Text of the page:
In the picture above I have placed side by side the two Pringles. Luckily they still sell the original imported version but at twice the price in fancier supermarkets such as Cold Storage and Jaya Grocer. First off is the size of the can and the chip itself. Smaller chips for Asians? Is this racial stereotyping at play? I can barely squeeze my hands into the can. That would force me to tip over the can to get at the chips at the bottom, toppling the perfectly stacked chips and increasing the incidents of chip chippings. Please pardon my first world problem.
Secondly, the shape. Pringles was the originator of the saddle horse shaped chip. It is an oval disc curved across two axes. It is shaped that way so they can maximize the space in a can and not get all disarrayed when the can gets shaken. The Malaysian chip only features a single curve on the chip. Why can’t it be a saddle horse as well? I rather my Pringles to in the shape my tongue can ride on, if you know what I mean.
Third is the taste. Malaysian chips feature more rice content than the original recipe in which corn I believe is more prevalent. While the texture is not much of an issue, the creators got the taste wrong. I’m not one of those naturalist, where everything created in the lab is demonized and an alphabet soup of artificial chemicals are like its summoning potion. However the flavours on the Malaysian made product just don’t match up to the original, sour cream to sour cream and basically all the other flavours too. Imagine driving a roaring Ferrari for so long then downgrading to a sputtering MyVi. The taste is definitely not as titillating or as addictive. A healthier version? I doubt it.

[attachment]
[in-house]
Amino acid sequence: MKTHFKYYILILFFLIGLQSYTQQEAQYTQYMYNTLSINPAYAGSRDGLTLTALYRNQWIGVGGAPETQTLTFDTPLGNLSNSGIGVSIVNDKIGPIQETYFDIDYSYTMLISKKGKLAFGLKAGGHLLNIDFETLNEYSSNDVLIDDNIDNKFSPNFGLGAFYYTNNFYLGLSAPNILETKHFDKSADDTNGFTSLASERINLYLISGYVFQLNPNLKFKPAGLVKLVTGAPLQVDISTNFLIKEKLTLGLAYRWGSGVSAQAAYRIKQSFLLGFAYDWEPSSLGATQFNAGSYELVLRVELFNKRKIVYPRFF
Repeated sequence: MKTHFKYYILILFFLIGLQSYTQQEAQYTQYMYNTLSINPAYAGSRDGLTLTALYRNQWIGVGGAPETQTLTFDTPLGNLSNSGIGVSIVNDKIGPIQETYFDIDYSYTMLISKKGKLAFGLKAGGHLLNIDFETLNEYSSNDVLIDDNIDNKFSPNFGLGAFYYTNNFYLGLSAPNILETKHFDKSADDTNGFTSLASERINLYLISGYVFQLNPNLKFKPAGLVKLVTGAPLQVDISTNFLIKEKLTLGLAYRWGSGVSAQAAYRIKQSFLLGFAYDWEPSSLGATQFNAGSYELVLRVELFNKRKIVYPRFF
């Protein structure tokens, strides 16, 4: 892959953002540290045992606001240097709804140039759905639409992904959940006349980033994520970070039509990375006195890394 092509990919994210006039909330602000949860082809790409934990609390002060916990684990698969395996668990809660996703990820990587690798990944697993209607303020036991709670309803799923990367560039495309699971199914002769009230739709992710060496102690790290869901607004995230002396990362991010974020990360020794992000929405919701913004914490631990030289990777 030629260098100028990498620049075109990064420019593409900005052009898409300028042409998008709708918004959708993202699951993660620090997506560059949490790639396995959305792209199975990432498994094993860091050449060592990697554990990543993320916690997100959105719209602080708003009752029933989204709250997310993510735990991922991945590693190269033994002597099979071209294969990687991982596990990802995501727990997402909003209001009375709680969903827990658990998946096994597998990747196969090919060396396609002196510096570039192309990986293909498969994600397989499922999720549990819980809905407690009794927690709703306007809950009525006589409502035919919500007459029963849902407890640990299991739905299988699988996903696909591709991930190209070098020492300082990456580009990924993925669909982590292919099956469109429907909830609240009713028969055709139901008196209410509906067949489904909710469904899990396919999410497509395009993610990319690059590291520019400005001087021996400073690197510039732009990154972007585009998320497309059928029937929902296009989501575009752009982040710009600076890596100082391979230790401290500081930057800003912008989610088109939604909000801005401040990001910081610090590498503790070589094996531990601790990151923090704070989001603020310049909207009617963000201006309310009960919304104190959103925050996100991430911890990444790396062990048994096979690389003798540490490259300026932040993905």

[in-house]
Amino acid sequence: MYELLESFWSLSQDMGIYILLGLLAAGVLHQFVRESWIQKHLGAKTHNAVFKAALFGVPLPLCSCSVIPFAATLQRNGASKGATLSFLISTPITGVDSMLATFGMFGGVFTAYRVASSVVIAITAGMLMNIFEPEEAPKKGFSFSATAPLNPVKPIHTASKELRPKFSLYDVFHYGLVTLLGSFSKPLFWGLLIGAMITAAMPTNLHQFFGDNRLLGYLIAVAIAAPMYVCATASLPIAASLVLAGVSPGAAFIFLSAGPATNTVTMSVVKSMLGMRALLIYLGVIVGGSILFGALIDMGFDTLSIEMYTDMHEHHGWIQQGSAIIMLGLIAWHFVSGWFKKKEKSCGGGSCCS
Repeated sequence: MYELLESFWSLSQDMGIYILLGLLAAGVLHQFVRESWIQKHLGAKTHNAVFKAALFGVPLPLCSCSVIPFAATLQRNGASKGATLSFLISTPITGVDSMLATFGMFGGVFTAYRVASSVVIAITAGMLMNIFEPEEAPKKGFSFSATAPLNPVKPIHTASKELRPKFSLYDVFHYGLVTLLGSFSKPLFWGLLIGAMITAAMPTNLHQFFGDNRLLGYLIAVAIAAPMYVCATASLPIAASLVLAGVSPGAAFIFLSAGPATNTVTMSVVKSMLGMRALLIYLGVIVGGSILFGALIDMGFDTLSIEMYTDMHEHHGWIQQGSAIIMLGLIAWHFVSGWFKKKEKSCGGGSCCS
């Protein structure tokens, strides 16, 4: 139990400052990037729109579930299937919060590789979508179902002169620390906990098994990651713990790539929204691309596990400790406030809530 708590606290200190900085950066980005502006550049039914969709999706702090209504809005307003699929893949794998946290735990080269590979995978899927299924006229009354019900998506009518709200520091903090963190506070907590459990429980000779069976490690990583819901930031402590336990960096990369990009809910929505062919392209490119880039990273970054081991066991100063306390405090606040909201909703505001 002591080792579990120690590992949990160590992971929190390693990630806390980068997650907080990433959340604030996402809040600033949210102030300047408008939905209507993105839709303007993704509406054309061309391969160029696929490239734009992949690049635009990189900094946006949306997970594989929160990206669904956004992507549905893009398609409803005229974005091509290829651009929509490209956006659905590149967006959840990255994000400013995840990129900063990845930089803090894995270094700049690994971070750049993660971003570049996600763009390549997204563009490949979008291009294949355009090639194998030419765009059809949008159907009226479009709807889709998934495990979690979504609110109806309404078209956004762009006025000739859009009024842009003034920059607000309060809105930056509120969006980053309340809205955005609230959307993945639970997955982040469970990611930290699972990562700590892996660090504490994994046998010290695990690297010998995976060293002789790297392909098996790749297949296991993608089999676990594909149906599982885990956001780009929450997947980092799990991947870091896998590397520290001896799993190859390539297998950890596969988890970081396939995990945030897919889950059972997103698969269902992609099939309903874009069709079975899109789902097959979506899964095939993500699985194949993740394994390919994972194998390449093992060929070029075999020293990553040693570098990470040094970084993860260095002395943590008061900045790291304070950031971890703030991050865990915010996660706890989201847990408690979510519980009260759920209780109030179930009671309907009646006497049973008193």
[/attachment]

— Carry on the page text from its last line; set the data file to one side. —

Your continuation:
I hope that Pringles HQ will realise the folly of its wayward Asian regional office and phase out the paltry version of chips. Otherwise future generations may never remember the way it used to be. Allow us the chance to savour the best potato-based chip snack in the world.